Just the Ticket

Today is my mother’s yahrzeit. Today marks the 7th anniversary of my mother’s death. I can’t believe that it was seven years ago. Seven is a significant number for us Jews. We sit shiva for seven days after a person dies.  I’m surprised that there isn’t some ritual or blessing or special thing that one does when a person has been dead for seven years.

Somebody once told me, “When we are grieving, our hearts are open. When our hearts are open, it is a time to receive.” The same person told me you don’t get over grief. It is always there. Some times it is more active than others. Today it is active and today my heart is open and in my heart is where I found the significance.

So here’s the significant story.

My kids think that I am perfect. Or perhaps they think that I think I am perfect and expect the same from them. Alas, it is definitely not true. I am not perfect nor do I expect them to be. Nevertheless, I refrain from regaling them with stories of my not so flawless and somewhat adventurous youth. The mistakes and missteps I made along the way have led me to where I am today and I turned out pretty decent. So I see no need to tell them the nitty-gritty details of the fun I had straying from the path before my frontal lobe was fully formed.

Of the few stories that I have been willing to share, now that my girls are closer to the age I was when these events happened, one became significant this week.

I went to college in west L.A. where parking was at a premium: on campus, in public parking lots and on the street. I got a lot of parking tickets. Some were for expired meters, others were because I forgot to move my car on street cleaning day and a lot were just because I was too lazy to find a legal spot. In this instance I did not learn from experience. Ever the optimist, I continued to challenge the odds on a regular basis and park my car in places where it was not welcome. Of course the odds were ever against me and I collected a series of parking tickets.

Then I would forget to pay them. Yep. I’d put the ticket in a pile of things to take care of and forget about them as I immersed myself in my studies and also driving around L.A. discovering the city and new places to illegally park.

Since the car was registered to my father’s name and address, notices of unpaid fines were mailed to my childhood home in Buena Park. That’s when the phone in my dorm room would ring. My mom would call and tell me that the notice of an unpaid fine came and that she paid the ticket so that my father would not find out. There’d be some scoldings, but not really any threats of punishment. Considering how many tickets I got, it did little to deter me from my wayward parking habits.

I often drove the 40 miles home to visit on the weekends. My parents were always happy to see me. At some point over the weekend, my father would pull me on the side to inform me that a notice came in the mail for a parking ticket. He also let me know that he had kindly paid it on the sly so that it was taken care of before my mother found out about it. He was less likely to scold.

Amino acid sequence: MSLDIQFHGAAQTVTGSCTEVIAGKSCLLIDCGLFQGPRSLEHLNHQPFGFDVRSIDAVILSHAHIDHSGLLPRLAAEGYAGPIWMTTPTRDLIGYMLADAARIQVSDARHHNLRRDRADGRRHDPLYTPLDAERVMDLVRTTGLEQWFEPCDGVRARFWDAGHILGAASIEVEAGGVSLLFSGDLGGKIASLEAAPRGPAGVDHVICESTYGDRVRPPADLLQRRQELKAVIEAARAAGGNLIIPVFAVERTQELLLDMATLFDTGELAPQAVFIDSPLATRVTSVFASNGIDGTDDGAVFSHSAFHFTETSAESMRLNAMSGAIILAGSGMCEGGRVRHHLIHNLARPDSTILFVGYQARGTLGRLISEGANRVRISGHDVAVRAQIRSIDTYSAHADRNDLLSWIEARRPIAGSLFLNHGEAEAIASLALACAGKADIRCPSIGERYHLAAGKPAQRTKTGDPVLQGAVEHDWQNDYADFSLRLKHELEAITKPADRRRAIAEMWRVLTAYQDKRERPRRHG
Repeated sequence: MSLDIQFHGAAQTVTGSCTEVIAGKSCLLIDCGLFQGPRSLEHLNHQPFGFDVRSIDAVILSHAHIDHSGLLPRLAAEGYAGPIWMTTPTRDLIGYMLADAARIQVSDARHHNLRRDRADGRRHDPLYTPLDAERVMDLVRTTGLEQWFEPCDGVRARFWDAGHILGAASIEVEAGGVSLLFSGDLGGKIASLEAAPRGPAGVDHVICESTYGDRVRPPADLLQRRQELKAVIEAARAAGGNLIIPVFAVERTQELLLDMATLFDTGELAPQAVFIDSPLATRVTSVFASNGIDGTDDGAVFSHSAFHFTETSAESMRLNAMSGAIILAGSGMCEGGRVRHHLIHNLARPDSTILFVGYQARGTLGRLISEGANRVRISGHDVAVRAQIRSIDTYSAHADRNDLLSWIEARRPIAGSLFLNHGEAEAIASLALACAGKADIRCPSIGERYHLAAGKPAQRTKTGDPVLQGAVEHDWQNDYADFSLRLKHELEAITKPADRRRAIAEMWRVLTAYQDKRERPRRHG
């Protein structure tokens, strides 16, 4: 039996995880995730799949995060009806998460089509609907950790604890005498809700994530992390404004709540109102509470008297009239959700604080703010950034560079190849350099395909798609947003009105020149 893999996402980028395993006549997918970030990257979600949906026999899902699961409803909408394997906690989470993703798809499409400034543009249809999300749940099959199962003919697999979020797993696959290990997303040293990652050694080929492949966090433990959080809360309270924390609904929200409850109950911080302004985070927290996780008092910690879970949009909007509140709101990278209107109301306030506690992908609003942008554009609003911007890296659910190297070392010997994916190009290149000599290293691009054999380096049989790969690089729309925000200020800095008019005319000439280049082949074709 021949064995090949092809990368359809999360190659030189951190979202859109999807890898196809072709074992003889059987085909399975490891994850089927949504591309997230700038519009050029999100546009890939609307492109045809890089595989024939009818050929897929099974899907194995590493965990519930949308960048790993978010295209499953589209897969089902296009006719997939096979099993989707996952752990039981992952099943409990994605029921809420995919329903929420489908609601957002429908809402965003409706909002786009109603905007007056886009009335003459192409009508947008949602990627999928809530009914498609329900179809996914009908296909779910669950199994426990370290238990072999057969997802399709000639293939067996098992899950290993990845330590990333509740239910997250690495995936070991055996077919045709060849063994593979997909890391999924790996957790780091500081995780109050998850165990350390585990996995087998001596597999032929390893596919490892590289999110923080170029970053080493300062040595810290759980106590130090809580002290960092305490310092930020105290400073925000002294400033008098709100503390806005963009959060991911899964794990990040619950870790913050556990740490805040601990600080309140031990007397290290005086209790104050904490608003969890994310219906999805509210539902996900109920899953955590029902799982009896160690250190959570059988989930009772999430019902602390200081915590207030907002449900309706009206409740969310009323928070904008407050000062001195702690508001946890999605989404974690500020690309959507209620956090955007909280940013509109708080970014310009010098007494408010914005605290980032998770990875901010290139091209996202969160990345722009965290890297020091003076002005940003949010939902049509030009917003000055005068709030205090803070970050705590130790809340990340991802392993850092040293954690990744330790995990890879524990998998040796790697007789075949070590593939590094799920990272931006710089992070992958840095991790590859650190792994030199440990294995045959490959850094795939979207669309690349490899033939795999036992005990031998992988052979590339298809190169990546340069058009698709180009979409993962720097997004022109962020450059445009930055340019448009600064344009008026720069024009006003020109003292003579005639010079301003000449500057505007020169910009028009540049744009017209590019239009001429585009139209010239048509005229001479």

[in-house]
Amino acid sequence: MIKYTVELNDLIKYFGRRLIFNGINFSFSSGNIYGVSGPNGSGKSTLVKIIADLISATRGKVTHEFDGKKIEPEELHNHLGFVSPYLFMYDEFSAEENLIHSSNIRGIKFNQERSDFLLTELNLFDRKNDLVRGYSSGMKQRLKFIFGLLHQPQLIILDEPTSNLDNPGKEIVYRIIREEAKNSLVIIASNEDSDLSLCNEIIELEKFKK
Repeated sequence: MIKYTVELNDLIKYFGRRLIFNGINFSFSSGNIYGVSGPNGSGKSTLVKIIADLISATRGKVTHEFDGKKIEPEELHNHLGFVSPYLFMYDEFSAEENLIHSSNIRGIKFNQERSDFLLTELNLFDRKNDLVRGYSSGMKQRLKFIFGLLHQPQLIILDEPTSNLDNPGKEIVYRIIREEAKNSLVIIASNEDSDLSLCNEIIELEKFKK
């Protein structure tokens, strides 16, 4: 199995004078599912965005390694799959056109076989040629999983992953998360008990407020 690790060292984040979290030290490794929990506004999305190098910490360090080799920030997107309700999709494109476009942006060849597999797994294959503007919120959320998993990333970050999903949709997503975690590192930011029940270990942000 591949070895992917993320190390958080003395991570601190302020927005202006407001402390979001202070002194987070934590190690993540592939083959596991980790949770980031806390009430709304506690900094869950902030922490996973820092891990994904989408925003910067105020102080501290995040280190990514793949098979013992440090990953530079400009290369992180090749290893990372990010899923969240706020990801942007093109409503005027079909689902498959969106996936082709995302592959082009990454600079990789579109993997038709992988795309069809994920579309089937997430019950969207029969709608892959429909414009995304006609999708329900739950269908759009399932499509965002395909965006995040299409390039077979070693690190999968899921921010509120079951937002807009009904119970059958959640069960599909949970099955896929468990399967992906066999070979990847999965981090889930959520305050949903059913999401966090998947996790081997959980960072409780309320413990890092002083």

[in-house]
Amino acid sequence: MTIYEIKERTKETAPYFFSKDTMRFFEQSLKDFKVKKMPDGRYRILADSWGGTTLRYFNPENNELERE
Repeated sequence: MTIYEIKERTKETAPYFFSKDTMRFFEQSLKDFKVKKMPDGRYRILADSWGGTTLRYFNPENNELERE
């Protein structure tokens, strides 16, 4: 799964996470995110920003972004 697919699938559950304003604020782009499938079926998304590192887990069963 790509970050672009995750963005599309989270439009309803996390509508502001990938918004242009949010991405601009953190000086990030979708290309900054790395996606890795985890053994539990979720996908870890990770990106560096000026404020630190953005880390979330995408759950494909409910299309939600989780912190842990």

I couldn’t tell you how many times this happened, probably not too many or my parents would have gotten angry at some point. But in later years it became a favorite story that my mom liked to tell. Those parking tickets became a significant memory illustrating both my impetuous ways and my parent’s tolerance for their youngest and somewhat impudent child. On one occasion or more, my mother would cheerfully threaten, “I hope you have one just like you some day!”

Well, I had one, about twenty years ago. I don’t know if she is just like me. Neither of us is perfect, but so far she hasn’t gotten into too much trouble, except for the parking ticket last week. She recently moved to San Jose. Parking is at a premium in her neighborhood.

On Thursday I woke up to a text from her at 6 AM, “I got a parking ticket.”  All I could do was laugh. “Welcome to city life,” I responded. And then I offered to pay it for her, just this once. It seemed like the right thing to do since my parents bailed me out so kindly when I was her age.

I really missed my mom right then. I ached to call her and tell her the story. She would have laughed out loud.

The timing of this event is significant. My mom is always on my mind and in my heart and in my head, for sure. This week, however, she is more. I can feel that the grief is a bit more active and my heart has been a lot more open. They say that paybacks can be a bitch. But this one is a blessing. It is a story that comes full circle, connecting me to my mom and my memories and bringing the past into the present for us to enjoy in a new way.

 

 

 

2 Comments (+add yours?)

  1. Martha Gershun
    May 28, 2017 @ 12:46:30

    Beautiful, beautiful story.

    Reply

  2. ruthtberg
    May 31, 2017 @ 14:15:47

    Lorri, I loved this. I sent it to my mom.

    Can it really be 7 years already? Amazing.

    How can I hook up with you this summer?

    Love, Ruth

    On Sat, May 27, 2017 at 11:48 PM, Being Jewish in Hawaii wrote:

    > Being Jewish in Hawaii posted: “Today is my mother’s yahrzeit. Today marks > the 7th anniversary of my mother’s death. I can’t believe that it was seven > years ago. Seven is a significant number for us Jews. We sit shiva for > seven days after a person dies. I’m surprised that there isn’t s” >

    Reply

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